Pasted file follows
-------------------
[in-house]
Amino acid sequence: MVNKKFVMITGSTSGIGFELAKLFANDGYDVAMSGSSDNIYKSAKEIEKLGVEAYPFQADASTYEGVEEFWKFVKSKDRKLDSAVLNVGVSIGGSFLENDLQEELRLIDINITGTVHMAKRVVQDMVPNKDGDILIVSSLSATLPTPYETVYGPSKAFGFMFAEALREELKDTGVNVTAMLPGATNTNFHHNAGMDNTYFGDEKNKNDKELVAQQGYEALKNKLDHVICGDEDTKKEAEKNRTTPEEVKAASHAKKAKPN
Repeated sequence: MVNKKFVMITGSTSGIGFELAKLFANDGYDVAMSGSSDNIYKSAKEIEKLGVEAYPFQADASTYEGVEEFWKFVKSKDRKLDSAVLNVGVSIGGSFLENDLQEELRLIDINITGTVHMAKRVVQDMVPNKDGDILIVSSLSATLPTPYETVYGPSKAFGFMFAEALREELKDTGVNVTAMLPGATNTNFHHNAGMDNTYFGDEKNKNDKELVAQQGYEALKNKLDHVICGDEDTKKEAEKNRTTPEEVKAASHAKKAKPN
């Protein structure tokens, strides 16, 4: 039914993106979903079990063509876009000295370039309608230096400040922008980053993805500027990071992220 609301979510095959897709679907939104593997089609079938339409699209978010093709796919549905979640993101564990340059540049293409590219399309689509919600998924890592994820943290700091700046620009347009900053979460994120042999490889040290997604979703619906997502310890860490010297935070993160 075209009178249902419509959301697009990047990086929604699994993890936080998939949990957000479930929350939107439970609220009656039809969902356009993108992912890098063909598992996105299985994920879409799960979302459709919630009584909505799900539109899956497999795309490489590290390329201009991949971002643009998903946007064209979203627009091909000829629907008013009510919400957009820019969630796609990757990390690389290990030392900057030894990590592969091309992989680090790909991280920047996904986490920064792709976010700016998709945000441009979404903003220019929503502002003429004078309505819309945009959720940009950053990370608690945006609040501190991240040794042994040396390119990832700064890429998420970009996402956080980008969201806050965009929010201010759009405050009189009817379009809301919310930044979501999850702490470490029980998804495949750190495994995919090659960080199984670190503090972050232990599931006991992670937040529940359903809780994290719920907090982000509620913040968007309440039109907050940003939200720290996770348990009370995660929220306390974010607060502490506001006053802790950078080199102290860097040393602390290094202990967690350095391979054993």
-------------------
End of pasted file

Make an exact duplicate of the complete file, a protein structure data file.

[in-house]
Amino acid sequence: MVNKKFVMITGSTSGIGFELAKLFANDGYDVAMSGSSDNIYKSAKEIEKLGVEAYPFQADASTYEGVEEFWKFVKSKDRKLDSAVLNVGVSIGGSFLENDLQEELRLIDINITGTVHMAKRVVQDMVPNKDGDILIVSSLSATLPTPYETVYGPSKAFGFMFAEALREELKDTGVNVTAMLPGATNTNFHHNAGMDNTYFGDEKNKNDKELVAQQGYEALKNKLDHVICGDEDTKKEAEKNRTTPEEVKAASHAKKAKPN
Repeated sequence: MVNKKFVMITGSTSGIGFELAKLFANDGYDVAMSGSSDNIYKSAKEIEKLGVEAYPFQADASTYEGVEEFWKFVKSKDRKLDSAVLNVGVSIGGSFLENDLQEELRLIDINITGTVHMAKRVVQDMVPNKDGDILIVSSLSATLPTPYETVYGPSKAFGFMFAEALREELKDTGVNVTAMLPGATNTNFHHNAGMDNTYFGDEKNKNDKELVAQQGYEALKNKLDHVICGDEDTKKEAEKNRTTPEEVKAASHAKKAKPN
């Protein structure tokens, strides 16, 4: 039914993106979903079990063509876009000295370039309608230096400040922008980053993805500027990071992220 609301979510095959897709679907939104593997089609079938339409699209978010093709796919549905979640993101564990340059540049293409590219399309689509919600998924890592994820943290700091700046620009347009900053979460994120042999490889040290997604979703619906997502310890860490010297935070993160 075209009178249902419509959301697009990047990086929604699994993890936080998939949990957000479930929350939107439970609220009656039809969902356009993108992912890098063909598992996105299985994920879409799960979302459709919630009584909505799900539109899956497999795309490489590290390329201009991949971002643009998903946007064209979203627009091909000829629907008013009510919400957009820019969630796609990757990390690389290990030392900057030894990590592969091309992989680090790909991280920047996904986490920064792709976010700016998709945000441009979404903003220019929503502002003429004078309505819309945009959720940009950053990370608690945006609040501190991240040794042994040396390119990832700064890429998420970009996402956080980008969201806050965009929010201010759009405050009189009817379009809301919310930044979501999850702490470490029980998804495949750190495994995919090659960080199984670190503090972050232990599931006991992670937040529940359903809780994290719920907090982000509620913040968007309440039109907050940003939200720290996770348990009370995660929220306390974010607060502490506001006053802790950078080199102290860097040393602390290094202990967690350095391979054993």